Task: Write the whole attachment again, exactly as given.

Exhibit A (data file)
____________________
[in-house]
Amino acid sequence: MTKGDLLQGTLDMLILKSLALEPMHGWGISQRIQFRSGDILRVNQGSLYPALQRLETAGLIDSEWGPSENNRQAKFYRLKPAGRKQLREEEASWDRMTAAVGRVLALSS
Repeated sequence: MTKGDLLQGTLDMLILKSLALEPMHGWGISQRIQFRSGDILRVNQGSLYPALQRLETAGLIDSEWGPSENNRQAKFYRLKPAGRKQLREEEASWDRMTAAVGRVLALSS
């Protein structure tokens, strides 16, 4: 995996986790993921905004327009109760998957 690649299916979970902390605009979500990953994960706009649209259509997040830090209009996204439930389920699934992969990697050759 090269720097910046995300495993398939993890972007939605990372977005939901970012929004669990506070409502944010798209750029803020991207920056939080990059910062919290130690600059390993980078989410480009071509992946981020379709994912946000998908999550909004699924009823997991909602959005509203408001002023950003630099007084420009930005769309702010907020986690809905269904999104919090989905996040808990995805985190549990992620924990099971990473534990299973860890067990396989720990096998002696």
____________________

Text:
[in-house]
Amino acid sequence: MTKGDLLQGTLDMLILKSLALEPMHGWGISQRIQFRSGDILRVNQGSLYPALQRLETAGLIDSEWGPSENNRQAKFYRLKPAGRKQLREEEASWDRMTAAVGRVLALSS
Repeated sequence: MTKGDLLQGTLDMLILKSLALEPMHGWGISQRIQFRSGDILRVNQGSLYPALQRLETAGLIDSEWGPSENNRQAKFYRLKPAGRKQLREEEASWDRMTAAVGRVLALSS
């Protein structure tokens, strides 16, 4: 995996986790993921905004327009109760998957 690649299916979970902390605009979500990953994960706009649209259509997040830090209009996204439930389920699934992969990697050759 090269720097910046995300495993398939993890972007939605990372977005939901970012929004669990506070409502944010798209750029803020991207920056939080990059910062919290130690600059390993980078989410480009071509992946981020379709994912946000998908999550909004699924009823997991909602959005509203408001002023950003630099007084420009930005769309702010907020986690809905269904999104919090989905996040808990995805985190549990992620924990099971990473534990299973860890067990396989720990096998002696």